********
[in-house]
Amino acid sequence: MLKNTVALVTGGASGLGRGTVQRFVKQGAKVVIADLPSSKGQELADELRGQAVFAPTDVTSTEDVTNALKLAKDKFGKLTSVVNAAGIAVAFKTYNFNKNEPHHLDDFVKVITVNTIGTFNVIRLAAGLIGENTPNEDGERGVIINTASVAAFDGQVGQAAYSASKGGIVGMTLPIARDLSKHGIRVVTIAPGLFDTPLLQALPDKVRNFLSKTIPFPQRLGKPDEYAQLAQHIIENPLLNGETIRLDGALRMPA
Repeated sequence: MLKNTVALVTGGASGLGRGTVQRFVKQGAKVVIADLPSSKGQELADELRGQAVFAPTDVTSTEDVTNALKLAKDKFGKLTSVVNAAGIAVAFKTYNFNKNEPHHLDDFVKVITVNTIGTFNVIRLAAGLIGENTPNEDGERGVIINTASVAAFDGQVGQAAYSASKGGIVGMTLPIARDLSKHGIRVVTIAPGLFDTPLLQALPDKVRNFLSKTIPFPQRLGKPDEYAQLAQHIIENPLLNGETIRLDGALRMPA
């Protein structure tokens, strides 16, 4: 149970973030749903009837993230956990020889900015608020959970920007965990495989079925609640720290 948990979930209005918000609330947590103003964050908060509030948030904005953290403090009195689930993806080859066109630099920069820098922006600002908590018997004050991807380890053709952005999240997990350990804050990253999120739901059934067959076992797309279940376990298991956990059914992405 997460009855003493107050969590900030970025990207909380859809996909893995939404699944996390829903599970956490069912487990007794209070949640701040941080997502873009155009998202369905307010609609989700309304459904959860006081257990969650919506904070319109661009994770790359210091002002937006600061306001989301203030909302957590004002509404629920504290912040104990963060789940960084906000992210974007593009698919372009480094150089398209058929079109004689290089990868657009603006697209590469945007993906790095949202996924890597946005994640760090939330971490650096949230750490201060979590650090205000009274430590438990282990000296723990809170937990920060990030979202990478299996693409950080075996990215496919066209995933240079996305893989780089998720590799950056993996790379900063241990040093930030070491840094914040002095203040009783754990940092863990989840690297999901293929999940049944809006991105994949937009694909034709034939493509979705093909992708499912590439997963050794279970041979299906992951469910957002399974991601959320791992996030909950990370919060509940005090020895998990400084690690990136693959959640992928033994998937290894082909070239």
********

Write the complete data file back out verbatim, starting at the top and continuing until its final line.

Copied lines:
[in-house]
Amino acid sequence: MLKNTVALVTGGASGLGRGTVQRFVKQGAKVVIADLPSSKGQELADELRGQAVFAPTDVTSTEDVTNALKLAKDKFGKLTSVVNAAGIAVAFKTYNFNKNEPHHLDDFVKVITVNTIGTFNVIRLAAGLIGENTPNEDGERGVIINTASVAAFDGQVGQAAYSASKGGIVGMTLPIARDLSKHGIRVVTIAPGLFDTPLLQALPDKVRNFLSKTIPFPQRLGKPDEYAQLAQHIIENPLLNGETIRLDGALRMPA
Repeated sequence: MLKNTVALVTGGASGLGRGTVQRFVKQGAKVVIADLPSSKGQELADELRGQAVFAPTDVTSTEDVTNALKLAKDKFGKLTSVVNAAGIAVAFKTYNFNKNEPHHLDDFVKVITVNTIGTFNVIRLAAGLIGENTPNEDGERGVIINTASVAAFDGQVGQAAYSASKGGIVGMTLPIARDLSKHGIRVVTIAPGLFDTPLLQALPDKVRNFLSKTIPFPQRLGKPDEYAQLAQHIIENPLLNGETIRLDGALRMPA
């Protein structure tokens, strides 16, 4: 149970973030749903009837993230956990020889900015608020959970920007965990495989079925609640720290 948990979930209005918000609330947590103003964050908060509030948030904005953290403090009195689930993806080859066109630099920069820098922006600002908590018997004050991807380890053709952005999240997990350990804050990253999120739901059934067959076992797309279940376990298991956990059914992405 997460009855003493107050969590900030970025990207909380859809996909893995939404699944996390829903599970956490069912487990007794209070949640701040941080997502873009155009998202369905307010609609989700309304459904959860006081257990969650919506904070319109661009994770790359210091002002937006600061306001989301203030909302957590004002509404629920504290912040104990963060789940960084906000992210974007593009698919372009480094150089398209058929079109004689290089990868657009603006697209590469945007993906790095949202996924890597946005994640760090939330971490650096949230750490201060979590650090205000009274430590438990282990000296723990809170937990920060990030979202990478299996693409950080075996990215496919066209995933240079996305893989780089998720590799950056993996790379900063241990040093930030070491840094914040002095203040009783754990940092863990989840690297999901293929999940049944809006991105994949937009694909034709034939493509979705093909992708499912590439997963050794279970041979299906992951469910957002399974991601959320791992996030909950990370919060509940005090020895998990400084690690990136693959959640992928033994998937290894082909070239």